The global oil and gas sector will see “virtually no new oil fields” sanctioned in the 2030s, according to an analysis by financial specialists Carbon Tracker.
Under the new scenario, oil demand is set to fall by around 2.5% a year so oil fields will naturally decline by a rate averaging 4.5%.
Carbon Tracker has also identified that, due to the growing decarbonisation trend, it is expected that gas will be more resilient than oil as the sector approaches 2030.
Andrew Grant, head of oil, gas and mining at Carbon Tracker, said: “You still have a fair amount of liquids being produced from gas fields so that offsets the difference.
“In terms of pure oil fields going ahead, the need for them is actually very slim indeed – but in reality of course there’s all sorts of moving factors and things like decline rates will vary depending on particular market conditions, so there may be space for one of two sanctions, but it will be a very big change in dynamics from where we are at the moment.”
The new Handbrake Turn report seeks to understand and anticipate the effect on the oil and gas sector of climate change and create a policy response.
The report claims that in contrast to many “business as usual” scenarios that attempt to understand the future market from the way it has previously operated, the new policy response believes policy makers will act strongly on climate by 2025.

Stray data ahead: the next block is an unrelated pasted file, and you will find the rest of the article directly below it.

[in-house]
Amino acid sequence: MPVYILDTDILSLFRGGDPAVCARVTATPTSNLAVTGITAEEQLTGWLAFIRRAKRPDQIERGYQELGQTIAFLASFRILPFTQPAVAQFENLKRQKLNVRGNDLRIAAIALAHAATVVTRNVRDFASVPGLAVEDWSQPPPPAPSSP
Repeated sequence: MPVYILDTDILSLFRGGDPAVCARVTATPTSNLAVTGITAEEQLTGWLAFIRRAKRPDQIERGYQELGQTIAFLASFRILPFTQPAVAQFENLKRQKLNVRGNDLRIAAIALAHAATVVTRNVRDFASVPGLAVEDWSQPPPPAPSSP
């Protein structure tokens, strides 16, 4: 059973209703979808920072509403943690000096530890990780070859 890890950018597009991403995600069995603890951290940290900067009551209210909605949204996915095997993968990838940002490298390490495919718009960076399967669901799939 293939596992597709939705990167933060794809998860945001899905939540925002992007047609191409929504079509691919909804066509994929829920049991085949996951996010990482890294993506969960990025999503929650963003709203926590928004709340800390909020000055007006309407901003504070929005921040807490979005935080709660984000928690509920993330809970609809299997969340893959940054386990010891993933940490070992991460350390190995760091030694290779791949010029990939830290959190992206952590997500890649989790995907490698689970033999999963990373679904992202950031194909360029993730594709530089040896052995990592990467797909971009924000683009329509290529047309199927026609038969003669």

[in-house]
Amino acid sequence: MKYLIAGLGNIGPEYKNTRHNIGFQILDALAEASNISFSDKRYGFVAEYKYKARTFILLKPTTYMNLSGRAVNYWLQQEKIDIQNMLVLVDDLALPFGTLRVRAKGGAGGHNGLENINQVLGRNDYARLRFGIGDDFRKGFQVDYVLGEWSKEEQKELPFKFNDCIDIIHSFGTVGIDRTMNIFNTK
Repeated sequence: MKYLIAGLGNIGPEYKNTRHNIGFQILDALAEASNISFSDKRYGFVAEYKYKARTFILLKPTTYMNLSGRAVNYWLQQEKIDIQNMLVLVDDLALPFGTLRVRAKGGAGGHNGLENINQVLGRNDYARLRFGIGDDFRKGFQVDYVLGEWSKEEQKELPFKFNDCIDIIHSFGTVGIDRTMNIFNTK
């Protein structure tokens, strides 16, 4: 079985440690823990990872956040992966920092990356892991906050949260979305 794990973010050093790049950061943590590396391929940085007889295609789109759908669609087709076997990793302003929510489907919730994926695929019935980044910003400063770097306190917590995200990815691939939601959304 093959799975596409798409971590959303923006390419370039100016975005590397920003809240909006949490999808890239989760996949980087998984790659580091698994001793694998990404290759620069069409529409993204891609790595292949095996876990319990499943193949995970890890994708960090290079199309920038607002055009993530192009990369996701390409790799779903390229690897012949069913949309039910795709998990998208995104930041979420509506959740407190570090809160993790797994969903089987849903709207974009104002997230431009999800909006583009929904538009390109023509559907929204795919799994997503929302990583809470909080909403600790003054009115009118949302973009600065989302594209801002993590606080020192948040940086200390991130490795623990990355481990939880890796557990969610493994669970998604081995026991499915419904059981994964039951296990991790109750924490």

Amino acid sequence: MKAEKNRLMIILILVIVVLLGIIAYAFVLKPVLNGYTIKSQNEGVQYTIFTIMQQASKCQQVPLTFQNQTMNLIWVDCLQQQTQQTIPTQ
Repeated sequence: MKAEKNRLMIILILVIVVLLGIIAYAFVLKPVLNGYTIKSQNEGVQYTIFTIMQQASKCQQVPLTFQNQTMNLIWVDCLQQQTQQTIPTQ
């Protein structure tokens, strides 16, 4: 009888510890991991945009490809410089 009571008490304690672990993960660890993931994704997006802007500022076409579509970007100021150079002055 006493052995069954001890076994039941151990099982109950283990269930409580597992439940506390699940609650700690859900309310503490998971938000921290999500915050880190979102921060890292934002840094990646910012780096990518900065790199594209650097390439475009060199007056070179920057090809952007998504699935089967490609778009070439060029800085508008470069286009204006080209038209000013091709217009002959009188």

But the report notes that, as oil falls, it does not mean no capital expenditure at all on oil fields post-2030.
Mr Grant said: “The scenario that we looked at – provided by the UN Principals for Responsible Investment (PRI) – looks at a world where the planet continues as business as usual with more and more fossil fuels being used until 2025.
“At which point government get their act together and belatedly act forcefully on climate.
“So because you’ve got quite a lot of oil and gas going ahead from that initial period where demand is continuing to grow and producers are receiving those investment signals you have a lot left over that leads to decline afterwards.
“Will oil demand go to zero? Probably not because there will be non-combustion uses of oil, such as plastics.
“But generally speaking, it’s a significant reduction in oil demand.”